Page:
SHAFAQNA – Russia’s Supreme Court has upheld a ban on Islamic headdress for female Muslim students at schools across the Republic of Mordovia. The Supreme Court rejected in its verdict a formal complaint by Mordovia’s Muslim community, which insisted that the prohibition of the religious headdress or hijab at schools contradicted the constitutional principle of freedom of conscience.
Mordovia hijab ban has triggered protest rallies by Muslim people and the clergy at regional and federal levels, according to an RT report.
The leader of Mordovian Muslims, Fagim Shafiyev, meanwhile, has appealed the case to Russian prosecutors, calling for the reversal of the decision adopted by the republic’s government.
Additionally, Grand Mufti Ravil Gainutdin forwarded a letter to Russian President Vladimir Putin, urging him to support the right of female Muslims to observe the religiously-required hijab at schools and universities.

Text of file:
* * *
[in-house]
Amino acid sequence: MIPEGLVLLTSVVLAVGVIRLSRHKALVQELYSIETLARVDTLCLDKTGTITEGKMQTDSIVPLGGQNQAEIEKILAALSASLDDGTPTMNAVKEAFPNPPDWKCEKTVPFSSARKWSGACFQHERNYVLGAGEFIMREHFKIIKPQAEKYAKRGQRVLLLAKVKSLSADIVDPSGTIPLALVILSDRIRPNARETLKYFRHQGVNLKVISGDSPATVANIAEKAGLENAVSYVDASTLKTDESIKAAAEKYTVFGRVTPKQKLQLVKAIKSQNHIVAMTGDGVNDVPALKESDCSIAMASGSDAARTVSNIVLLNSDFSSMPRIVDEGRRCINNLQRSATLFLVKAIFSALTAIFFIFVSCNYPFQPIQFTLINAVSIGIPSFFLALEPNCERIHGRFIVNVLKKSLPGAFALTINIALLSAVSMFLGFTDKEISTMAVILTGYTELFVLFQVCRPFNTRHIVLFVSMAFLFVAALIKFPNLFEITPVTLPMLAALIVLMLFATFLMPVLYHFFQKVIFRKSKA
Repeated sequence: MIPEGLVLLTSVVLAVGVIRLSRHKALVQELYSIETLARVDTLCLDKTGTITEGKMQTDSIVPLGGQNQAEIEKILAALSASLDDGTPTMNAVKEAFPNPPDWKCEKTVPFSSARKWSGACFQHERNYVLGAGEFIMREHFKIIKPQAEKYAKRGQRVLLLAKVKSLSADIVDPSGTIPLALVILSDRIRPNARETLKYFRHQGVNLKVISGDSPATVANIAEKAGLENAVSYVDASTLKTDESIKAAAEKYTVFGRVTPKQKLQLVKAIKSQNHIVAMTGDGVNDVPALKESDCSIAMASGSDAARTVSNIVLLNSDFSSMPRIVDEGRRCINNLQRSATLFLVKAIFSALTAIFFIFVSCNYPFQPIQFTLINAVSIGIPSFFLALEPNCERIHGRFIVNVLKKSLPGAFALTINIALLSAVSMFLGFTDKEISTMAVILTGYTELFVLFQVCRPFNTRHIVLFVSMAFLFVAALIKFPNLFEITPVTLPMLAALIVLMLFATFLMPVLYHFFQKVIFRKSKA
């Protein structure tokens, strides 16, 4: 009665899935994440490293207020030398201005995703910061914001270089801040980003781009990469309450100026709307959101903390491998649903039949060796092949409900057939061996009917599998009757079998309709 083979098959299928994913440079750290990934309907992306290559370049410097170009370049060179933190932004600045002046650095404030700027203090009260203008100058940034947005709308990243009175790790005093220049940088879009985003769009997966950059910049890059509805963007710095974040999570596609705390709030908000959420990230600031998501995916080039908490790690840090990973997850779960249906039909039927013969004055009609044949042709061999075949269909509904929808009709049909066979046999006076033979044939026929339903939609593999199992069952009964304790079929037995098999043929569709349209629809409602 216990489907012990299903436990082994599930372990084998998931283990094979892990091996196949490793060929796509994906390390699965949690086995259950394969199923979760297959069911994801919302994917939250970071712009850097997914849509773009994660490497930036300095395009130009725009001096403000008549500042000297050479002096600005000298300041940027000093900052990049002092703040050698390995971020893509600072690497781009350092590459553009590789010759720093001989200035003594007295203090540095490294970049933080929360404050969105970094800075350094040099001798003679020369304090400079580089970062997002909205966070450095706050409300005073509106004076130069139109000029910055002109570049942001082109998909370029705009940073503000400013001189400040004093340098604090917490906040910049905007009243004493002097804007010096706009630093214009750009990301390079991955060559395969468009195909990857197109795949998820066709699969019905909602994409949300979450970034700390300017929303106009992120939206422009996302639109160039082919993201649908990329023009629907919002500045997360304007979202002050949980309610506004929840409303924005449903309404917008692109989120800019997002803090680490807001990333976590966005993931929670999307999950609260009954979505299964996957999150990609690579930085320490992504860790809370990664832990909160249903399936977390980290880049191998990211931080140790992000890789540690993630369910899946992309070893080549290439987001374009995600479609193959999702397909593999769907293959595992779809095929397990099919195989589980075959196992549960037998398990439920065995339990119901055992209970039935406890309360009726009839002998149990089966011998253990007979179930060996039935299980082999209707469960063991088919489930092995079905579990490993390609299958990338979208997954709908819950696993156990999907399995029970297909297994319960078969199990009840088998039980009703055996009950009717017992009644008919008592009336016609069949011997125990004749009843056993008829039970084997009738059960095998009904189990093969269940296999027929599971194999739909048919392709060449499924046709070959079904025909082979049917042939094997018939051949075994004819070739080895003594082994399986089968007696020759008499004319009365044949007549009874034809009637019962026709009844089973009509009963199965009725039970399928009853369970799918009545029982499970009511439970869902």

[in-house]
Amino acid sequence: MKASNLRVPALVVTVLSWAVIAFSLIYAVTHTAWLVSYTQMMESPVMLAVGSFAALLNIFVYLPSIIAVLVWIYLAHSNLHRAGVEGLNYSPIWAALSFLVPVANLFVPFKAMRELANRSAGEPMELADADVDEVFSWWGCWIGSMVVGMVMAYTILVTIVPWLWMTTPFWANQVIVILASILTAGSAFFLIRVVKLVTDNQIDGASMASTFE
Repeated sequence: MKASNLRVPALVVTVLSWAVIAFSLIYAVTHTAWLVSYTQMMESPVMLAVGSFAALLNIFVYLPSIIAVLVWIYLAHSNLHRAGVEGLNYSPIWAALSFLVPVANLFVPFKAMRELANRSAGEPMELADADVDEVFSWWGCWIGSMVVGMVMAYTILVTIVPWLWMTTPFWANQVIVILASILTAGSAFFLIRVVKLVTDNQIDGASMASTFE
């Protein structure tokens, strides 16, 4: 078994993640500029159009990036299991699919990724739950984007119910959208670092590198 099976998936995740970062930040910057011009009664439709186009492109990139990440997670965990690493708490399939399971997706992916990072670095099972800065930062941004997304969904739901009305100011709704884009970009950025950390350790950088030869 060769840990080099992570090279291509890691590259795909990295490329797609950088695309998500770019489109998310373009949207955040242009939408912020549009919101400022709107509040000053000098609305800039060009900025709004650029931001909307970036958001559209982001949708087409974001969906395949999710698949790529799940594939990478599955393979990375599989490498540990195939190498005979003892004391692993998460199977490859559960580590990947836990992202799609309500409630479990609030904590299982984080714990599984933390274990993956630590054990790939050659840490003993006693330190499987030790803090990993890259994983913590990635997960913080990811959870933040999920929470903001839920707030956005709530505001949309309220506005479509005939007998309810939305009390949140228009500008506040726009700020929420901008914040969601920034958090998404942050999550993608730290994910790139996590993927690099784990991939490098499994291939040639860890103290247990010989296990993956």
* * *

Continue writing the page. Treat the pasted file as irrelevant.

However, the Mordovian government order banned not only the hijab, but any other clear display of religious attributes.
The Russian judge, meanwhile, claimed in his ruling that the ban on wearing the hijab at schools did not prevent Muslims from believing in God.
In July 2014, Russia’s Supreme Court also upheld a hijab ban at schools of the southern Stavropol region.
President Putin opposed the wearing of hijab at schools in 2012, saying Russia is a secular state.
Source : Press TV